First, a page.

“Online assessments are important for the future, regardless of participation in Common Core States Standards,” said Tom Ryan, CEO of eLearn Institute, Inc. “These assessments are substantially different from other current online assessments because of significant writing, simulations and higher-order thinking skills, and the requirement of new infrastructure and human capacity.”

The comprehensive toolkit, “Raising the BAR: Becoming Assessment Ready,” was developed by the Consortium for School Networking (CoSN), Education Networks of America (ENA), and the eLearn Institute as part of overall efforts to ensure all districts can make the transition to online assessments smoothly.…Read More

Ohio’s move toward embedded assessments

State officials say curriculum-embedded performance assessments help improve teaching and learning outcomes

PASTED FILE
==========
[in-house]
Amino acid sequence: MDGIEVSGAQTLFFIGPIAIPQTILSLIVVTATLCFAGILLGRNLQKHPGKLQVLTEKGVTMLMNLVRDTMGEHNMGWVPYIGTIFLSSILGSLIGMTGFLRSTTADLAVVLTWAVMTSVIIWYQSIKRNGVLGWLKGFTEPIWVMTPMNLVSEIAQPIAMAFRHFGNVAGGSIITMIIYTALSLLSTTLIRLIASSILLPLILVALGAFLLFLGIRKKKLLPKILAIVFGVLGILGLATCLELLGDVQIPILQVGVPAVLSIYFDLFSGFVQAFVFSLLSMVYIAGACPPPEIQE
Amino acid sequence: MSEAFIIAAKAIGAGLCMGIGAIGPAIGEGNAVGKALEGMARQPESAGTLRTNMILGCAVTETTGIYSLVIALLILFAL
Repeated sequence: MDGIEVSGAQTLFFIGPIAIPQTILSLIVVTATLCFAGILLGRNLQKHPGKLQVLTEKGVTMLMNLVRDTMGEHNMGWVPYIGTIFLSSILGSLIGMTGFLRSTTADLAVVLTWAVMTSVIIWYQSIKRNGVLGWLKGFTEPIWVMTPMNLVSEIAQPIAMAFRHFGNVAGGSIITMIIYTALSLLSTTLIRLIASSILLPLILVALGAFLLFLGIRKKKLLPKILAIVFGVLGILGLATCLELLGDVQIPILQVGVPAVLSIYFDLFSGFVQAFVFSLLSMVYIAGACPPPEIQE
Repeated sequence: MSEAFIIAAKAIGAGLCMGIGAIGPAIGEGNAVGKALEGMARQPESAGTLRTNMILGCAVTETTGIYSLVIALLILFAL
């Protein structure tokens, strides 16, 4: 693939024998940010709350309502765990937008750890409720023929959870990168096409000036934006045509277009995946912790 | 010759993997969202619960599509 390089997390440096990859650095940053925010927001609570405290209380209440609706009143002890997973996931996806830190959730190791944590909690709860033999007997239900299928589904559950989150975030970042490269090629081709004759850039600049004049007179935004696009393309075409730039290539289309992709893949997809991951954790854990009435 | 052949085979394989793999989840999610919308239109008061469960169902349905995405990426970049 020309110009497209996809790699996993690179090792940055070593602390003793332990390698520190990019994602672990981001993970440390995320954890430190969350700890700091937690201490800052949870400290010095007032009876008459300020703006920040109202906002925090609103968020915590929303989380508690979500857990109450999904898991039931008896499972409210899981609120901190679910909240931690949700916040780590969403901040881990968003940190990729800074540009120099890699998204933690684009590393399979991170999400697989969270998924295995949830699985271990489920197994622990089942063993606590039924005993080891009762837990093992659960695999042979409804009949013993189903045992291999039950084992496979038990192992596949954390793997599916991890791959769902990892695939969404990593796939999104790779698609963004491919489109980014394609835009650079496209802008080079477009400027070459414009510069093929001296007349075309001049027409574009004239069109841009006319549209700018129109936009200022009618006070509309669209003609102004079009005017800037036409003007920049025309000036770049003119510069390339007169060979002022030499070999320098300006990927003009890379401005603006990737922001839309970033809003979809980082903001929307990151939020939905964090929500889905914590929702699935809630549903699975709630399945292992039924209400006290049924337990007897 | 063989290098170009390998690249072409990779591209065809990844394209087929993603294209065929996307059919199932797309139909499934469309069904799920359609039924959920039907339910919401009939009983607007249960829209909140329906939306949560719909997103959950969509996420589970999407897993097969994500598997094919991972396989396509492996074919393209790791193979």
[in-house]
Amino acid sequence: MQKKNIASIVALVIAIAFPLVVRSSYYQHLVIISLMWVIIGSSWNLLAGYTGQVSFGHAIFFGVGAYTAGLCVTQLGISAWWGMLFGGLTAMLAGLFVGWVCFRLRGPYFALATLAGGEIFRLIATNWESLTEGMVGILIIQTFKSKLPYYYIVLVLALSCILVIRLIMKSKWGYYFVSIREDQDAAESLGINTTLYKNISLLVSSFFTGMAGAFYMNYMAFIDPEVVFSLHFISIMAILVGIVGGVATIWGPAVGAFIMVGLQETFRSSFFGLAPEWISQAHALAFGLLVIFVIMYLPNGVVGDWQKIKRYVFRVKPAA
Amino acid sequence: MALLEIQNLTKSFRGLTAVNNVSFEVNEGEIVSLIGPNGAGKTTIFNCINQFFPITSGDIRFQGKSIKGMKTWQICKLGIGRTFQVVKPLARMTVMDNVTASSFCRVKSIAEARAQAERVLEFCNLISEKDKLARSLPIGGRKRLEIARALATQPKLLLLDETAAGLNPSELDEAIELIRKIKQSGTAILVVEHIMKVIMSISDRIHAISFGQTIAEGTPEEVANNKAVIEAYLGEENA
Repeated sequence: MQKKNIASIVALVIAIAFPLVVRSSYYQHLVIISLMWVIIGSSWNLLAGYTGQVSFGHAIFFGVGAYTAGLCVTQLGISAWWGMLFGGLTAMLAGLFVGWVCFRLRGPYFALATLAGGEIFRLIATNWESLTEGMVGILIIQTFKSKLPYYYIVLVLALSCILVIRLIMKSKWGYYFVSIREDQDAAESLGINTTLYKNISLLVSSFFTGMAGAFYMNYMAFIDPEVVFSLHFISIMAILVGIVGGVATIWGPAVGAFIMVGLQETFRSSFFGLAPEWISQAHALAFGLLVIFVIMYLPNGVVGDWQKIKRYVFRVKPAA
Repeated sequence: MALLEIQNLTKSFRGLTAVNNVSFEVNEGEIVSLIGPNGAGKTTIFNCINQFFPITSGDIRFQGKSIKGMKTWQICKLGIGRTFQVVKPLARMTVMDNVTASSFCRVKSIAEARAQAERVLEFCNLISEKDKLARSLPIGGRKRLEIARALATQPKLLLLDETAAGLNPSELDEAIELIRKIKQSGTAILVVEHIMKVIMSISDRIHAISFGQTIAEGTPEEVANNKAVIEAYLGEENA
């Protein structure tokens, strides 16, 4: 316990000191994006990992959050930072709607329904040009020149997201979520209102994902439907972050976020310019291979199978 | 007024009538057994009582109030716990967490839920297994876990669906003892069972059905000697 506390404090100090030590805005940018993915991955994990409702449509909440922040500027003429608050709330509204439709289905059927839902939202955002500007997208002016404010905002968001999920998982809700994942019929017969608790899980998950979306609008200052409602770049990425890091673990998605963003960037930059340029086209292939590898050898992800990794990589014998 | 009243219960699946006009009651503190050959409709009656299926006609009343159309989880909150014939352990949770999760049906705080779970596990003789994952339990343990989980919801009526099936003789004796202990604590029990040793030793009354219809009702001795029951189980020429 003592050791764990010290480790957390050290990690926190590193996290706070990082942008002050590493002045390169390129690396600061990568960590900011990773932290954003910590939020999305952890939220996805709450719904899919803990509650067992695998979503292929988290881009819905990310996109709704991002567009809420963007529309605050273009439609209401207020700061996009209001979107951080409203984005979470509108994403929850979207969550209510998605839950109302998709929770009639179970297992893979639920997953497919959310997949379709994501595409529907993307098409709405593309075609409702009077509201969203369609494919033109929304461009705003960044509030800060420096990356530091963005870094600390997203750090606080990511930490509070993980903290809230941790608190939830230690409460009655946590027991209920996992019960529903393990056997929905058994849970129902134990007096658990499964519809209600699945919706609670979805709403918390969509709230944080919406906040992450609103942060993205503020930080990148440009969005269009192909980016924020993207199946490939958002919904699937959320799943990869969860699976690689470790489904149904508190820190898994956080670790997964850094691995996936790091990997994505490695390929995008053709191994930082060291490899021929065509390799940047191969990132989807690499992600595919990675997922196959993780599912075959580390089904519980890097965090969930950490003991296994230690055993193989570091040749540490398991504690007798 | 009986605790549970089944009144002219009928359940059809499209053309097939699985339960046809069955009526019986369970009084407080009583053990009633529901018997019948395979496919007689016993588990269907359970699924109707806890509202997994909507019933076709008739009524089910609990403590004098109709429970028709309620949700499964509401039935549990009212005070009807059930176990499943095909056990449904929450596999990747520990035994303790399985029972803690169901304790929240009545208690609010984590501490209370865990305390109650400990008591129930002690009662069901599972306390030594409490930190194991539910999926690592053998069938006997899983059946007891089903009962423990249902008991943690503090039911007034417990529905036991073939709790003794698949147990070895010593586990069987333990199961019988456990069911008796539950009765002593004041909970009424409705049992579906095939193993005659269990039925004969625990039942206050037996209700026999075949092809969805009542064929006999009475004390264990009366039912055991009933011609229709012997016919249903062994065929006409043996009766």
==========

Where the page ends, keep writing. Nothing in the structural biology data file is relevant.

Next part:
curriculum-assessmentThe state of Ohio is taking steps to ensure that students enter college and the workforce with the ability to apply critical skills to real-world problems.

Through the Ohio Performance Assessment Pilot Project (OPAPP), Ohio educators are using curriculum-embedded performance assessments to help students learn and demonstrate deeper learning competencies.

State education leaders hope that this deeper understanding of content will give students the ability to use that knowledge to think critically and solve problems, said Mariana Haynes, a senior fellow at the Alliance for Excellent Education, during a webinar that spotlighted Ohio’s latest efforts.…Read More

Are states measuring students’ career readiness?

New report shows Common Core has “little impact” on states’ career and technical tests

career-assessmentsWith a nationwide emphasis on preparing students for the workplace, accompanied by a push to use the Common Core State Standards to buoy these skills, a new report sheds light on the varying ways in which states and school districts assess students’ career and technical skills.